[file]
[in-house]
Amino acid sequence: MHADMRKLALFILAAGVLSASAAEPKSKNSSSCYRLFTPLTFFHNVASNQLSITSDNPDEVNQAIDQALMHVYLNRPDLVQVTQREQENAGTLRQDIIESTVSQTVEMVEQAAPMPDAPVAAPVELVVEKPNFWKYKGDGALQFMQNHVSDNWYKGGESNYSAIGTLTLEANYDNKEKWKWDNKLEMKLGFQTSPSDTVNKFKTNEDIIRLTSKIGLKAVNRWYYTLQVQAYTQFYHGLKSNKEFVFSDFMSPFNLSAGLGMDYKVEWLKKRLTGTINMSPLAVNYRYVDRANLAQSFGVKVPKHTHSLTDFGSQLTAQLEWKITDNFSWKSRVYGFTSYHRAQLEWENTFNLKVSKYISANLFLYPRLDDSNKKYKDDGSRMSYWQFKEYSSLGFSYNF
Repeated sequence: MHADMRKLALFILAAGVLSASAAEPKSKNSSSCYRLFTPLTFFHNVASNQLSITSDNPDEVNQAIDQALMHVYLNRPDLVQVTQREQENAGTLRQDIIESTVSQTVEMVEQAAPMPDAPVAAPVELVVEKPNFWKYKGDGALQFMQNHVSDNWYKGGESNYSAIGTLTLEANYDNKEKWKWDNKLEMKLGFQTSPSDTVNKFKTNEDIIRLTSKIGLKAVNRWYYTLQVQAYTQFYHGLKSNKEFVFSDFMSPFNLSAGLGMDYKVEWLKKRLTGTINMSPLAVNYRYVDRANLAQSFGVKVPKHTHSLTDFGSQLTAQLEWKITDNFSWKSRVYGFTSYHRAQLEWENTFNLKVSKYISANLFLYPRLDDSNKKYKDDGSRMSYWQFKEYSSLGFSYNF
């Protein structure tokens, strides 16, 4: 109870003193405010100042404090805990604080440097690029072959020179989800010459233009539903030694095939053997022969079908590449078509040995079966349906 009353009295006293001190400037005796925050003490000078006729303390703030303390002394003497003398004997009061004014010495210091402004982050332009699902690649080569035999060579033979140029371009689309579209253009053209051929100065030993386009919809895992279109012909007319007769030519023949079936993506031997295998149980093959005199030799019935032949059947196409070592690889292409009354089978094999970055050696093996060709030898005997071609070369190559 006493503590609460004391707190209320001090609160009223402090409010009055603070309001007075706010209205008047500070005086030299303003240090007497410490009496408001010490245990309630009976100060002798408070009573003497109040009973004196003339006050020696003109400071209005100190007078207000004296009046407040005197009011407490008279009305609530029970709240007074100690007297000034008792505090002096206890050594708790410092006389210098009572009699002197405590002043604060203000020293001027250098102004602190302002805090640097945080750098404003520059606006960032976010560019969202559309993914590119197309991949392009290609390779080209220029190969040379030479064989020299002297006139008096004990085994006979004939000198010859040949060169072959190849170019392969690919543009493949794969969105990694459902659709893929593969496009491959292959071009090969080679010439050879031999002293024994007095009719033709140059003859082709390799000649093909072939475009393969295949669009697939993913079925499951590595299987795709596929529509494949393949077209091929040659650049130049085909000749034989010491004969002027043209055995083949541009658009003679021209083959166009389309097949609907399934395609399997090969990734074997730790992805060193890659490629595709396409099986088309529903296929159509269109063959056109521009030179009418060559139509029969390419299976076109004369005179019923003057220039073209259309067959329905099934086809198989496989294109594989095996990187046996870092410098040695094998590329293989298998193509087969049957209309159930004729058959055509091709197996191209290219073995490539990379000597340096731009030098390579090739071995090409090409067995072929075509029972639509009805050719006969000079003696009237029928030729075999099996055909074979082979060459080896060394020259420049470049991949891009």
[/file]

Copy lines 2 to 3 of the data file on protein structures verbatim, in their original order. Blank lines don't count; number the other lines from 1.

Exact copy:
Amino acid sequence: MHADMRKLALFILAAGVLSASAAEPKSKNSSSCYRLFTPLTFFHNVASNQLSITSDNPDEVNQAIDQALMHVYLNRPDLVQVTQREQENAGTLRQDIIESTVSQTVEMVEQAAPMPDAPVAAPVELVVEKPNFWKYKGDGALQFMQNHVSDNWYKGGESNYSAIGTLTLEANYDNKEKWKWDNKLEMKLGFQTSPSDTVNKFKTNEDIIRLTSKIGLKAVNRWYYTLQVQAYTQFYHGLKSNKEFVFSDFMSPFNLSAGLGMDYKVEWLKKRLTGTINMSPLAVNYRYVDRANLAQSFGVKVPKHTHSLTDFGSQLTAQLEWKITDNFSWKSRVYGFTSYHRAQLEWENTFNLKVSKYISANLFLYPRLDDSNKKYKDDGSRMSYWQFKEYSSLGFSYNF
Repeated sequence: MHADMRKLALFILAAGVLSASAAEPKSKNSSSCYRLFTPLTFFHNVASNQLSITSDNPDEVNQAIDQALMHVYLNRPDLVQVTQREQENAGTLRQDIIESTVSQTVEMVEQAAPMPDAPVAAPVELVVEKPNFWKYKGDGALQFMQNHVSDNWYKGGESNYSAIGTLTLEANYDNKEKWKWDNKLEMKLGFQTSPSDTVNKFKTNEDIIRLTSKIGLKAVNRWYYTLQVQAYTQFYHGLKSNKEFVFSDFMSPFNLSAGLGMDYKVEWLKKRLTGTINMSPLAVNYRYVDRANLAQSFGVKVPKHTHSLTDFGSQLTAQLEWKITDNFSWKSRVYGFTSYHRAQLEWENTFNLKVSKYISANLFLYPRLDDSNKKYKDDGSRMSYWQFKEYSSLGFSYNF